Essay Portfolio 3: Submit an essay/paper evaluating the strengths and weaknesses of the draft charter and corporate statute of another student (3000 words plus references) 25% To Be Negotiated 1, 2, 3.
Essay Portfolio 5: Rework and submit 2 of your best Teamwork Tasks (300 words each) plus references. 5% To Be Negotiated 1, 2.
Essay Portfolio 6: Select and submit 8 of your best mini-essays (300 words plus references, if applicable, each) from your contributions to the discussion board for assessment 20% To Be Negotiated 1, 2, 3.
Essay Portfolio 4: Review and reflect on your own performance during this subject's team work and the negotiation and drafting process (1000 words, no references) (self assessment is subject to moderation by the course coordinator). 5% To Be Negotiated 1, 2, 3.
  • * Assessment timing is indicative of the week that the assessment is due or begins (where conducted over multiple weeks), and is based on the standard University academic calendar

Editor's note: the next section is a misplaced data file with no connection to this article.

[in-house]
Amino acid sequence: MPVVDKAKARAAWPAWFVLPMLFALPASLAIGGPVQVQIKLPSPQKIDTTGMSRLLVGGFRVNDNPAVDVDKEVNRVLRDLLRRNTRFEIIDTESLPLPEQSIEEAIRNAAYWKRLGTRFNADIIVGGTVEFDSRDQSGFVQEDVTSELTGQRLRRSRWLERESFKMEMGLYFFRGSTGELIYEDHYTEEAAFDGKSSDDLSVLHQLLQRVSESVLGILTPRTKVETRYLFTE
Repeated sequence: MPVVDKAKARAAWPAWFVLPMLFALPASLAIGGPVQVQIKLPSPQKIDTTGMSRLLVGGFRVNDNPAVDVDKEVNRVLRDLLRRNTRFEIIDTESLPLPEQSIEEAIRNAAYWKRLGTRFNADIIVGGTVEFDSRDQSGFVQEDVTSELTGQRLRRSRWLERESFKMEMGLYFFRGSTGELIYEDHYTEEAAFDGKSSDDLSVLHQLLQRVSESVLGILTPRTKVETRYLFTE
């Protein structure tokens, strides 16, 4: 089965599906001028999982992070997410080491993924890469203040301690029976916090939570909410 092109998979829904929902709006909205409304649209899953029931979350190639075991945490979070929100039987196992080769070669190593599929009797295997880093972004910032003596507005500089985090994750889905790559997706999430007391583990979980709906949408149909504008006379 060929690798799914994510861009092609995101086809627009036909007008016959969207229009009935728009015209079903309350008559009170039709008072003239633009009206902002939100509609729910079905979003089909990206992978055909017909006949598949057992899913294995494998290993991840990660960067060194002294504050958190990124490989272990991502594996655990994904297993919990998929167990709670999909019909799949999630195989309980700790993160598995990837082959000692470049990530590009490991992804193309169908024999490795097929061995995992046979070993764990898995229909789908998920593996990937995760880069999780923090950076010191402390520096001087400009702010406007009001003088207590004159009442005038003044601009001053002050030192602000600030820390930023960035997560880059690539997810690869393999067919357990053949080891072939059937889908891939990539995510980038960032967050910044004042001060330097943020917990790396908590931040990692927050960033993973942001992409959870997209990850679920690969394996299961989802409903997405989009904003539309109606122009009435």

• C = Students must reach a level of competency to successfully complete this assessment.

Assessment criteria

High Distinction 85-100 Outstanding or exemplary performance in the following areas: interpretative ability; intellectual initiative in response to questions; mastery of the skills required by the subject, general levels of knowledge and analytic ability or clear thinking.
Distinction 75-84 Usually awarded to students whose performance goes well beyond the minimum requirements set for tasks required in assessment, and who perform well in most of the above areas.
Credit 65-74 Usually awarded to students whose performance is considered to go beyond the minimum requirements for work set for assessment. Assessable work is typically characterised by a strong performance in some of the capacities listed above.
Pass 50-64 Usually awarded to students whose performance meets the requirements set for work provided for assessment.
Fail 0-49 Usually awarded to students whose performance is not considered to meet the minimum requirements set for particular tasks. The fail grade may be a result of insufficient preparation, of inattention to assignment guidelines or lack of academic ability. A frequent cause of failure is lack of attention to subject or assignment guidelines.

Quality assurance